Bipartisan lands bill might get political, thanks to Trump

By Emma Dumain | 06/08/2020 07:29 AM EDT

Louisiana Republican Sen. Bill Cassidy says President Trump supports amending a sweeping public lands package to allow Gulf Coast states to receive more revenue from offshore oil and gas leasing.

(Left to right) President Trump with Louisiana Republican Sens. John Kennedy and Bill Cassidy during a rally last year.

(Left to right) President Trump with Louisiana Republican Sens. John Kennedy and Bill Cassidy during a rally last year. Gerald Herbert/Associated Press

This story was updated at 9:15 a.m. EDT.

Sen. Bill Cassidy (R-La.) says President Trump supports amending a sweeping public lands package to allow Gulf Coast states to receive more revenue from offshore oil and gas leasing, a move that critics say incentivizes states to allow drilling.

Meanwhile, Senate Democrats are quietly discussing whether to use the same conservation bill as an opportunity to consider new restrictions on U.S. Parks Police after confrontations with protesters outside the White House.


In the days ahead, lawmakers in both parties will have to decide how much politics they are willing to inject into a debate on a bill that has been touted until this point as a true bipartisan effort.

They’ll also have to decide how much they want to make the president part of the conversation.

Senators will vote tonight on a procedural motion to kick off consideration of the "Great American Outdoors Act," S. 3422, a bill that would, for the first time, permanently and fully fund the Land and Water Conservation Fund with $900 million annually.

It also would create a five-year fund to reduce the current $20 billion deferred maintenance backlog at parks and other public lands, including those managed by the Fish and Wildlife Service, Forest Service, Bureau of Land Management and Bureau of Indian Education.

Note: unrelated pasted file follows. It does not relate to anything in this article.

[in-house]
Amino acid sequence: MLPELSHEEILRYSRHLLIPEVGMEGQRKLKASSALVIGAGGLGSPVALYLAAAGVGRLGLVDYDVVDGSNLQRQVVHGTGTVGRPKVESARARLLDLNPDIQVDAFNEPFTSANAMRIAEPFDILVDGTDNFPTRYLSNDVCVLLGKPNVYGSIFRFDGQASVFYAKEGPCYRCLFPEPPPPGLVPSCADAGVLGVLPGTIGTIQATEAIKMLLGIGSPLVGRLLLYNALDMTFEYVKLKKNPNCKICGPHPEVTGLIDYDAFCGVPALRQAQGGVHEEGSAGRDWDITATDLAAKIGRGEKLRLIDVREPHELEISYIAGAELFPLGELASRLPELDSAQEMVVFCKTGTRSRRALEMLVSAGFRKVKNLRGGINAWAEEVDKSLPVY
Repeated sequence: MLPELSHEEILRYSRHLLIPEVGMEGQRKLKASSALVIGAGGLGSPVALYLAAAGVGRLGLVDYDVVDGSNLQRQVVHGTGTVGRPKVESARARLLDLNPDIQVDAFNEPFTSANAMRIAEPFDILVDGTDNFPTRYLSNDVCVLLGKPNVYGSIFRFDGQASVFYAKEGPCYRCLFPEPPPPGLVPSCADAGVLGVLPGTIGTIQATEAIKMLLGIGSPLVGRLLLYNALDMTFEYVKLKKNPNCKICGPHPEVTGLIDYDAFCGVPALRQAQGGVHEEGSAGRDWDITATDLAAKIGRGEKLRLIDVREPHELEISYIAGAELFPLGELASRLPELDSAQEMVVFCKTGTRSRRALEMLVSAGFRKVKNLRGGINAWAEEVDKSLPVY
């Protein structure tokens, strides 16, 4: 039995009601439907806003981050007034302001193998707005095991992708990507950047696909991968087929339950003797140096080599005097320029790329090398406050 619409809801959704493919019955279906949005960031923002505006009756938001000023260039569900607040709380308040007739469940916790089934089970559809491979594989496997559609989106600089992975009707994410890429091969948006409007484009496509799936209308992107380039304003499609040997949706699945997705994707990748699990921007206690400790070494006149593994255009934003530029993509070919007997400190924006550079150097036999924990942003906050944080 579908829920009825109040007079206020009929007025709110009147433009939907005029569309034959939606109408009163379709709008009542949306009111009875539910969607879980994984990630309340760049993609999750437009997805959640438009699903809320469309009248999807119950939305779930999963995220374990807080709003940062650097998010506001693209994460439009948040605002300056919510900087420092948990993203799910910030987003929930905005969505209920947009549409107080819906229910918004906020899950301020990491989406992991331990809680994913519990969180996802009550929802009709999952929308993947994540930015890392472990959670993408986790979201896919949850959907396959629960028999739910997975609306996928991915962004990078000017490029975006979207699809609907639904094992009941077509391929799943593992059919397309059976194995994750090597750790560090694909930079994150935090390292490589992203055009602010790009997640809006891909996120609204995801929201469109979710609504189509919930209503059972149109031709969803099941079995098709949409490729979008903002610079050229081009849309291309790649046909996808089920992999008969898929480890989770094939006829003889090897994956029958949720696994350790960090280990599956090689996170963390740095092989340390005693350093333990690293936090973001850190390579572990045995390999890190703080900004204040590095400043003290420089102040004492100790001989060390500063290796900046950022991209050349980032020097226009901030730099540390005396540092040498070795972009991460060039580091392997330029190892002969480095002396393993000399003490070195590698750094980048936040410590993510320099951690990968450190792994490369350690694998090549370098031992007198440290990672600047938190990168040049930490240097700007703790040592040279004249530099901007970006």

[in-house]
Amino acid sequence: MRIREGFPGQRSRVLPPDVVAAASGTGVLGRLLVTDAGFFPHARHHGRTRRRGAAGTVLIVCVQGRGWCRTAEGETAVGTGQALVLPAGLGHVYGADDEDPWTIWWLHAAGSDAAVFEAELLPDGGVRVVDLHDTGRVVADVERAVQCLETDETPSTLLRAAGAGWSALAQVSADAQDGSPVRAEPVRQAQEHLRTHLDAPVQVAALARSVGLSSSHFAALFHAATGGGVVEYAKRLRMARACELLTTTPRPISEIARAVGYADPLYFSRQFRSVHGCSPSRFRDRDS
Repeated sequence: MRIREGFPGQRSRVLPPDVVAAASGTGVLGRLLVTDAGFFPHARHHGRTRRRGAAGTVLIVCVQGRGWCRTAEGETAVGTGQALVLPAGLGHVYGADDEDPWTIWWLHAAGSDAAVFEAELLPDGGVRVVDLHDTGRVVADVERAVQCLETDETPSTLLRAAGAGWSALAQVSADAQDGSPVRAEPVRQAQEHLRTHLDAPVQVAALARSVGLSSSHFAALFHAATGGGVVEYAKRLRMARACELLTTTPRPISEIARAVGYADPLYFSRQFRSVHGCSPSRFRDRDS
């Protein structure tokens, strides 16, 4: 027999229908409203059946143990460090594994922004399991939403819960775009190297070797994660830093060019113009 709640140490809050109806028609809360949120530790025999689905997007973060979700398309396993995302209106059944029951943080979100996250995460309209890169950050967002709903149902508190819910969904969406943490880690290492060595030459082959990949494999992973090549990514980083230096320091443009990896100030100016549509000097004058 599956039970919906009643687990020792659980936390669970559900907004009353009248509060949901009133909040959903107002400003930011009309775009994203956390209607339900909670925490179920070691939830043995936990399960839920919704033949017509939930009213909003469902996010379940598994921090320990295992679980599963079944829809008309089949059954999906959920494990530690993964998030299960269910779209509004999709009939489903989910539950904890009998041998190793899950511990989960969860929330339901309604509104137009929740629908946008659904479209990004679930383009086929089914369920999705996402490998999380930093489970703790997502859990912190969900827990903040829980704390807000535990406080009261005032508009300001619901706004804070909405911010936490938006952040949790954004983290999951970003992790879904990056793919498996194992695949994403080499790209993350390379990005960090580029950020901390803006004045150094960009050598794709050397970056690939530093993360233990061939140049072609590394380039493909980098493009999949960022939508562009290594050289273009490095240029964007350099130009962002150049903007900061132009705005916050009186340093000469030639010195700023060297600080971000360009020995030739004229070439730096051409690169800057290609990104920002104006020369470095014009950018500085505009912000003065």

There are currently 58 official co-sponsors — 41 Democrats, two independents who caucus with Democrats and 15 Republicans.

The majority of these sponsors are working hard to whip support for the bill as it currently stands. They are also pushing for a closed amendment process to prevent an ideological free-for-all that could derail the entire package.

The following days will test the resolve of party leaders to keep outside political interests at bay.

The Trump effect

The fate of Cassidy’s amendment could determine how hard other members push for their own policy proposals to get consideration during floor debate (E&E Daily, June 4).

From the beginning, the decision by Senate Majority Leader Mitch McConnell (R-Ky.) to bring up the package was based on Trump’s stated commitment that he would sign the measure if it came to his desk.

It’s not clear if Trump will put muscle behind the kind of policy changes Cassidy is proposing. A spokesman for Cassidy would only confirm to E&E News that the two men had spoken about the matter, and that Trump called Cassidy to discuss it — "not the other way around" — with the conversation ending in Trump’s endorsement.

There’s also no indication that Trump would change his mind about supporting the lands bill if Cassidy’s amendment was not adopted.

But if Trump does decide to issue an official position in support of the amendment — even through a tweet — that could force more members to pressure McConnell to allow the amendment to receive a vote.

Cassidy’s amendment would remove the cap on how much money Gulf Coast states are able to collect from energy production off the outer continental shelf and direct that money toward coastal restoration and resiliency initiatives. It also would make additional oil and gas leases eligible for revenue sharing to fund these efforts.